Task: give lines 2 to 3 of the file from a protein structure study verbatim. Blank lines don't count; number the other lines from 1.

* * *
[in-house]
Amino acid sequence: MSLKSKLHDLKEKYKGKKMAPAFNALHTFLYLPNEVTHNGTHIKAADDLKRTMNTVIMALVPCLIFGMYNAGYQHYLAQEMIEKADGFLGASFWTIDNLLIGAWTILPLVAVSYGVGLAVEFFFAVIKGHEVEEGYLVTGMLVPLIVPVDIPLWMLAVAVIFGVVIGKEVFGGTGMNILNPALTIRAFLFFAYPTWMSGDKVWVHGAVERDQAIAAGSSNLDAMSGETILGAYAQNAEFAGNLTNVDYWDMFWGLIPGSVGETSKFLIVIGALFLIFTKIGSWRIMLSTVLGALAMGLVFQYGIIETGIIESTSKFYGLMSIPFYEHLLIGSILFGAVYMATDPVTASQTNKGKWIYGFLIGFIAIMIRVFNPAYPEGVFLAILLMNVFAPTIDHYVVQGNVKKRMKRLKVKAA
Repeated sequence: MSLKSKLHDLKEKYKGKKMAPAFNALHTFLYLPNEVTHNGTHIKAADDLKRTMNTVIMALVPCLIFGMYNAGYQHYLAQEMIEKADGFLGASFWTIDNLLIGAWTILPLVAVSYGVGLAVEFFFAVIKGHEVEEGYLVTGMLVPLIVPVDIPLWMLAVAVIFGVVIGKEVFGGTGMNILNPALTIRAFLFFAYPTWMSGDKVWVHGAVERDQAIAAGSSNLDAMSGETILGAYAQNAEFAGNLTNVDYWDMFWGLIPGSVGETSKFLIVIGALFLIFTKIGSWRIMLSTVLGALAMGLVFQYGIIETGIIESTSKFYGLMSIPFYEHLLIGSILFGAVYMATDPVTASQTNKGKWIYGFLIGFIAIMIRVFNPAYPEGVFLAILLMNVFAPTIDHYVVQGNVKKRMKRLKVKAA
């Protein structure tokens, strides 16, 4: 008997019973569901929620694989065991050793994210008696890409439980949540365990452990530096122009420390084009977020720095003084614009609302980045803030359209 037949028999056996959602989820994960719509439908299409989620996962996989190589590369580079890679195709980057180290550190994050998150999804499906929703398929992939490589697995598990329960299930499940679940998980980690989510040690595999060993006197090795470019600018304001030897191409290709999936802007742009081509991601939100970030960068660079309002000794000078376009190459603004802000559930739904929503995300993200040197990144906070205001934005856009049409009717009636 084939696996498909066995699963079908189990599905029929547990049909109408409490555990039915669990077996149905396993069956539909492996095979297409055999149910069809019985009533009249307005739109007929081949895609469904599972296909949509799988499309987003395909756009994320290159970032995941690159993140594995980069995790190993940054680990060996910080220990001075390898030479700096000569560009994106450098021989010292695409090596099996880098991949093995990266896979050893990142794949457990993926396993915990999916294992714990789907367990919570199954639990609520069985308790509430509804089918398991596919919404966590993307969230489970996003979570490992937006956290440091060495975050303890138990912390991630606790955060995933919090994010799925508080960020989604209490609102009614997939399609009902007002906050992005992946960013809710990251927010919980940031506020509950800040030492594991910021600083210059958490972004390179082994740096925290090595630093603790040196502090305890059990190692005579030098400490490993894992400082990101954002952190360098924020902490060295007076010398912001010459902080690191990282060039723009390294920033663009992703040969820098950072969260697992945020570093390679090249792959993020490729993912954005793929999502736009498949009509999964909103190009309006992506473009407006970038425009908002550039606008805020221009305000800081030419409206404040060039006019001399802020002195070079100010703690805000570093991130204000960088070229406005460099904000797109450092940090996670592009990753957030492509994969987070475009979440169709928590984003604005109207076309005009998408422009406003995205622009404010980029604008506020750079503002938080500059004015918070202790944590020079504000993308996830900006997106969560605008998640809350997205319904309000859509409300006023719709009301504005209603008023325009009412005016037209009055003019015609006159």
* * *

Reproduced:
Amino acid sequence: MSLKSKLHDLKEKYKGKKMAPAFNALHTFLYLPNEVTHNGTHIKAADDLKRTMNTVIMALVPCLIFGMYNAGYQHYLAQEMIEKADGFLGASFWTIDNLLIGAWTILPLVAVSYGVGLAVEFFFAVIKGHEVEEGYLVTGMLVPLIVPVDIPLWMLAVAVIFGVVIGKEVFGGTGMNILNPALTIRAFLFFAYPTWMSGDKVWVHGAVERDQAIAAGSSNLDAMSGETILGAYAQNAEFAGNLTNVDYWDMFWGLIPGSVGETSKFLIVIGALFLIFTKIGSWRIMLSTVLGALAMGLVFQYGIIETGIIESTSKFYGLMSIPFYEHLLIGSILFGAVYMATDPVTASQTNKGKWIYGFLIGFIAIMIRVFNPAYPEGVFLAILLMNVFAPTIDHYVVQGNVKKRMKRLKVKAA
Repeated sequence: MSLKSKLHDLKEKYKGKKMAPAFNALHTFLYLPNEVTHNGTHIKAADDLKRTMNTVIMALVPCLIFGMYNAGYQHYLAQEMIEKADGFLGASFWTIDNLLIGAWTILPLVAVSYGVGLAVEFFFAVIKGHEVEEGYLVTGMLVPLIVPVDIPLWMLAVAVIFGVVIGKEVFGGTGMNILNPALTIRAFLFFAYPTWMSGDKVWVHGAVERDQAIAAGSSNLDAMSGETILGAYAQNAEFAGNLTNVDYWDMFWGLIPGSVGETSKFLIVIGALFLIFTKIGSWRIMLSTVLGALAMGLVFQYGIIETGIIESTSKFYGLMSIPFYEHLLIGSILFGAVYMATDPVTASQTNKGKWIYGFLIGFIAIMIRVFNPAYPEGVFLAILLMNVFAPTIDHYVVQGNVKKRMKRLKVKAA